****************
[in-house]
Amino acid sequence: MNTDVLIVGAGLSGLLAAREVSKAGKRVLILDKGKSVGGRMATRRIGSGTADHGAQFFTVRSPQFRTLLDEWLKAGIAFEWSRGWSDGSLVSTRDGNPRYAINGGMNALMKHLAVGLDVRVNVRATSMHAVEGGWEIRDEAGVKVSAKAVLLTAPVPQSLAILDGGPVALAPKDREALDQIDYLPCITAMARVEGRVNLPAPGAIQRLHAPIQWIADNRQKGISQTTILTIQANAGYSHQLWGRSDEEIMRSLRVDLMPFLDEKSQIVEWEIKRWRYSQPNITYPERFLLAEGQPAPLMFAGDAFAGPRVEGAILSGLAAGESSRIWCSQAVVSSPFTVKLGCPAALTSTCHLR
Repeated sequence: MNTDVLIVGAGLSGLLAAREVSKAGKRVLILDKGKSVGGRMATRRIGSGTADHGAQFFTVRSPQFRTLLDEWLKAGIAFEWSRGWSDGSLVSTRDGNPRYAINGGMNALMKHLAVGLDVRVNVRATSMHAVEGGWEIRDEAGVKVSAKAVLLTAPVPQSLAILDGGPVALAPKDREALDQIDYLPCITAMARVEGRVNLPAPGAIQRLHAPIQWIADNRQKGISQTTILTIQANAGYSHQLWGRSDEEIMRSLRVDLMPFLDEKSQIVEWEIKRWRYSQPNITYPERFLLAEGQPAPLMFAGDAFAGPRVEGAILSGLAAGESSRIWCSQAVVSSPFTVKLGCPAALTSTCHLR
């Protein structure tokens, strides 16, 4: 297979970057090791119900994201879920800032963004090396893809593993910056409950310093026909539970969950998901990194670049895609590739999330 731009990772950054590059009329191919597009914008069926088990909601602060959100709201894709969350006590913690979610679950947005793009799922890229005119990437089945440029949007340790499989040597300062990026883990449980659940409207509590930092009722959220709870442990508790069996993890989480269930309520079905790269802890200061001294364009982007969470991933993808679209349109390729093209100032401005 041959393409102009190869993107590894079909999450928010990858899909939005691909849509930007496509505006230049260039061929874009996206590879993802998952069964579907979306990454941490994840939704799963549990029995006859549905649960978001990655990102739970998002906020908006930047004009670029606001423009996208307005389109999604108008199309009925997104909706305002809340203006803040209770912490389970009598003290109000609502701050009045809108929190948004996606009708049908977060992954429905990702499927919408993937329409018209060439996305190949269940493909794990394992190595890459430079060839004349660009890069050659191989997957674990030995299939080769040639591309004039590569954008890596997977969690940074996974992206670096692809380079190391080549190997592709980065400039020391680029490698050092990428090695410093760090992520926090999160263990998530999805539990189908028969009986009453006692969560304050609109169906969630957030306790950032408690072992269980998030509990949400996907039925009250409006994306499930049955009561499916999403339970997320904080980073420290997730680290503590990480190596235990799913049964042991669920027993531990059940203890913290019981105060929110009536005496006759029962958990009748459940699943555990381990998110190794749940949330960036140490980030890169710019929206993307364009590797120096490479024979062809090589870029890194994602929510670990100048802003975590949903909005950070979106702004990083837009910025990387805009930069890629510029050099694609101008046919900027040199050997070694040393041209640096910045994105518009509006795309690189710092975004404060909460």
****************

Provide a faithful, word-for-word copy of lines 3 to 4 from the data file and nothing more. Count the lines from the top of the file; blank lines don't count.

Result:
Repeated sequence: MNTDVLIVGAGLSGLLAAREVSKAGKRVLILDKGKSVGGRMATRRIGSGTADHGAQFFTVRSPQFRTLLDEWLKAGIAFEWSRGWSDGSLVSTRDGNPRYAINGGMNALMKHLAVGLDVRVNVRATSMHAVEGGWEIRDEAGVKVSAKAVLLTAPVPQSLAILDGGPVALAPKDREALDQIDYLPCITAMARVEGRVNLPAPGAIQRLHAPIQWIADNRQKGISQTTILTIQANAGYSHQLWGRSDEEIMRSLRVDLMPFLDEKSQIVEWEIKRWRYSQPNITYPERFLLAEGQPAPLMFAGDAFAGPRVEGAILSGLAAGESSRIWCSQAVVSSPFTVKLGCPAALTSTCHLR
């Protein structure tokens, strides 16, 4: 297979970057090791119900994201879920800032963004090396893809593993910056409950310093026909539970969950998901990194670049895609590739999330 731009990772950054590059009329191919597009914008069926088990909601602060959100709201894709969350006590913690979610679950947005793009799922890229005119990437089945440029949007340790499989040597300062990026883990449980659940409207509590930092009722959220709870442990508790069996993890989480269930309520079905790269802890200061001294364009982007969470991933993808679209349109390729093209100032401005 041959393409102009190869993107590894079909999450928010990858899909939005691909849509930007496509505006230049260039061929874009996206590879993802998952069964579907979306990454941490994840939704799963549990029995006859549905649960978001990655990102739970998002906020908006930047004009670029606001423009996208307005389109999604108008199309009925997104909706305002809340203006803040209770912490389970009598003290109000609502701050009045809108929190948004996606009708049908977060992954429905990702499927919408993937329409018209060439996305190949269940493909794990394992190595890459430079060839004349660009890069050659191989997957674990030995299939080769040639591309004039590569954008890596997977969690940074996974992206670096692809380079190391080549190997592709980065400039020391680029490698050092990428090695410093760090992520926090999160263990998530999805539990189908028969009986009453006692969560304050609109169906969630957030306790950032408690072992269980998030509990949400996907039925009250409006994306499930049955009561499916999403339970997320904080980073420290997730680290503590990480190596235990799913049964042991669920027993531990059940203890913290019981105060929110009536005496006759029962958990009748459940699943555990381990998110190794749940949330960036140490980030890169710019929206993307364009590797120096490479024979062809090589870029890194994602929510670990100048802003975590949903909005950070979106702004990083837009910025990387805009930069890629510029050099694609101008046919900027040199050997070694040393041209640096910045994105518009509006795309690189710092975004404060909460």